I am getting lost in my own whining (Oh—its contagious alright!) There was a moment of inspiration here—
Can my children be charmed the way Yuri charms cats?
He uses a lot of gestures, his face terrifically expressive, such a soft voice and touch. He stroked my hair—just as he had the newman from Fox TV. Very light touch.
This man clearly loves cats. He says that cats have taught him the significance of kindness, gentleness and reaching out to those around you with love. Keeping a positive outlook is a big part of his messages.
“Don’t overlook the beauty around you.” He instructs then he shares a parable that illustrates this morale. He found his first cat as a stray kitten in the streets of Moscow. A sickly kitten with pussy eyes, she was so helpless that he could not just walk by. He picked her up, brought her home, rinsed her eyes with medicinal tea, washed and fed her—and there she was revealed, a beautiful cat, who sweetly licked his hand in gratitude. “How could so many walk past her and not see the beauty that was there?” He asks.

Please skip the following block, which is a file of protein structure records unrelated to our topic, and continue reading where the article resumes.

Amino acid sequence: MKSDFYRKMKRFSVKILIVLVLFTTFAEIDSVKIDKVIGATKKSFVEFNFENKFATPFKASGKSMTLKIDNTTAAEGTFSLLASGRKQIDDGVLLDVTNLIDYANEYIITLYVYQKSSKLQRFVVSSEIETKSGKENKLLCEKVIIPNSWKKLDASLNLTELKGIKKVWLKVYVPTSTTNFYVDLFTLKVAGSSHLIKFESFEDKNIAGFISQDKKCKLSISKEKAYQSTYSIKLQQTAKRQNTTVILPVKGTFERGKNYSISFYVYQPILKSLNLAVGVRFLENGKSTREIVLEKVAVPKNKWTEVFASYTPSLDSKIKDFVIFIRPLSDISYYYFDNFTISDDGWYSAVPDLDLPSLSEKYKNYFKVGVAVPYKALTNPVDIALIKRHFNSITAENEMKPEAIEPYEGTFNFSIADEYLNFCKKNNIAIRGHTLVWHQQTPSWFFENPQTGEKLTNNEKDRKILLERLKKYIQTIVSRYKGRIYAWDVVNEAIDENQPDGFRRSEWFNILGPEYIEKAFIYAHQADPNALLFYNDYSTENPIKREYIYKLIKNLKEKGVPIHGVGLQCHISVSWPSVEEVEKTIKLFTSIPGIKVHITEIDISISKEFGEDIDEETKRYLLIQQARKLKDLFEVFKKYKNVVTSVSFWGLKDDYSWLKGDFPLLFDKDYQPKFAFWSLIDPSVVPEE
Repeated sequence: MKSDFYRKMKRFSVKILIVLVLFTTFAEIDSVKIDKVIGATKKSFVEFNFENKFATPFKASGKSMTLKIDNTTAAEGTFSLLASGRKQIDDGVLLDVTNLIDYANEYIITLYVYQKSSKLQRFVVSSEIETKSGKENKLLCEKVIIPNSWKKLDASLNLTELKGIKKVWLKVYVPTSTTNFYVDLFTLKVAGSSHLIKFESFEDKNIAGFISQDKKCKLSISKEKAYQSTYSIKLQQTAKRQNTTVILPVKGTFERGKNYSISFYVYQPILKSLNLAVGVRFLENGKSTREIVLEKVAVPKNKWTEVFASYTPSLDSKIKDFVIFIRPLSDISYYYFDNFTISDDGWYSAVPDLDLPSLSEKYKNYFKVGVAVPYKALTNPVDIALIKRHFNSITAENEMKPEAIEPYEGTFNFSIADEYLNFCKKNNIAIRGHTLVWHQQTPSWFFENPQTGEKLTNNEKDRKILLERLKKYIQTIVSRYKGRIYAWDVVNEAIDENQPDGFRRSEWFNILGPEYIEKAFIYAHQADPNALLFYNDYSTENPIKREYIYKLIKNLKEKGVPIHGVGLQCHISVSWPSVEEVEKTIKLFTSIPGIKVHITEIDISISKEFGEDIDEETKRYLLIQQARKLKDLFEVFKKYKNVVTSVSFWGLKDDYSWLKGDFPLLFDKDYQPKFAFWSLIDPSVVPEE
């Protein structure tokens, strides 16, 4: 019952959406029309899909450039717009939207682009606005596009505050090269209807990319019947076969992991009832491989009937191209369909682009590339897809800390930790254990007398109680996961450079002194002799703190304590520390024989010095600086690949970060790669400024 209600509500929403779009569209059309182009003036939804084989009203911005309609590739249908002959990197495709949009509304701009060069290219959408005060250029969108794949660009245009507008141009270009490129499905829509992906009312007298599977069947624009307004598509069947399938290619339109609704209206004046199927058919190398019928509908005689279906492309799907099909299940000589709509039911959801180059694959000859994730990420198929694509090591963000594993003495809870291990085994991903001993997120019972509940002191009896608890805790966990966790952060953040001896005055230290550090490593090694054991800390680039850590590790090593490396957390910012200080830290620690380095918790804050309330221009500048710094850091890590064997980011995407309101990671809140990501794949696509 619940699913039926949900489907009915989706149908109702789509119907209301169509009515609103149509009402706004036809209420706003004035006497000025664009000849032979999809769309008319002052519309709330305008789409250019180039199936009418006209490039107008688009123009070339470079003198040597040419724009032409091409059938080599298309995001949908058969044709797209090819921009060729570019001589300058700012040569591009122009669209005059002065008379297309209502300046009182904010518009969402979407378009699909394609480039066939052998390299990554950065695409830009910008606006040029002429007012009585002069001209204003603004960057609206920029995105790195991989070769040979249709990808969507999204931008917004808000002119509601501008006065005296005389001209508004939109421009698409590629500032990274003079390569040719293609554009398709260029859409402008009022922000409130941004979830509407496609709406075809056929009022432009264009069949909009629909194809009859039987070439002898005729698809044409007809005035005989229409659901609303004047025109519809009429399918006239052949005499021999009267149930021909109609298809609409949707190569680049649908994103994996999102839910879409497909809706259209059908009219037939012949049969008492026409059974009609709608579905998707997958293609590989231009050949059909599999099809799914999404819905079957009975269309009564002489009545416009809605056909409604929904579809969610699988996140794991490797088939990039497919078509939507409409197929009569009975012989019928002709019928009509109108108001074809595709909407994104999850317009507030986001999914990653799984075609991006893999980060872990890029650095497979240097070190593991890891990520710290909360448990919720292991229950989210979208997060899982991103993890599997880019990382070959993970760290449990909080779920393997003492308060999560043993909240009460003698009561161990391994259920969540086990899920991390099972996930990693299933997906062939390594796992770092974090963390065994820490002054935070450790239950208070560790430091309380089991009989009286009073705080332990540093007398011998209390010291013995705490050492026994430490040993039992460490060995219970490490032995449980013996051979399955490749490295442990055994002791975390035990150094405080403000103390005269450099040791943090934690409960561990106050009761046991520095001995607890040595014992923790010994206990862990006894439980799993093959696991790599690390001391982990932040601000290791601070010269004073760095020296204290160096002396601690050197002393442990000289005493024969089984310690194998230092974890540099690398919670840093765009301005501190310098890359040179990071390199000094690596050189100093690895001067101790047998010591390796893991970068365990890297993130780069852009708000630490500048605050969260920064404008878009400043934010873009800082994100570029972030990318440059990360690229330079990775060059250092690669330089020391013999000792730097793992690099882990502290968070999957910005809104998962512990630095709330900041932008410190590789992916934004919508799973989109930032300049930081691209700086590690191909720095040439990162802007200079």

I wanted to bring my daughter, April, to this show. I know she would have loved it. But I can’t trust her behavior these days, I was worried that she would launch one of her “I’m a bored eight-year old tantrums” during my interview with Yuri. So she is missing out. I wish that I could trust her more—but I simply can’t. She might have been great (because when she is great, she is an amazing, wonderful kid), but when she sours, she is uncontrollable. No amount of coaxing, warnings or pleading will change her course. Her cat, Ben, is the only quick remedy I know of to alter the course of one of her tantrums. His calming presence pulls her back into her center—but of course, we couldn’t bring him to the Theatre.
I am seated very close to the stage (at this moment, waiting for the show to begin.) I love the priveledges of the press—free tickets to the show and a chance to speak with a world-famous cat guru (through a translator.)
So I have to read his books to extrapolate his lessons about interacting with cats. The books still haven’t been translated from Russian. I truly can’t wait. I am hoping it will be a learning opportunity similar to the catharsis I experienced reading Pam Johnson-Bennett’s cat behaviorist books.
I wanted to learn right there during the interview all that he had to teach about communicating with cats. He mentioned observing the eyes, ears, the complex facial expressions and the tail (whipping his hands in a perfect imitation of an irritated cat tail.)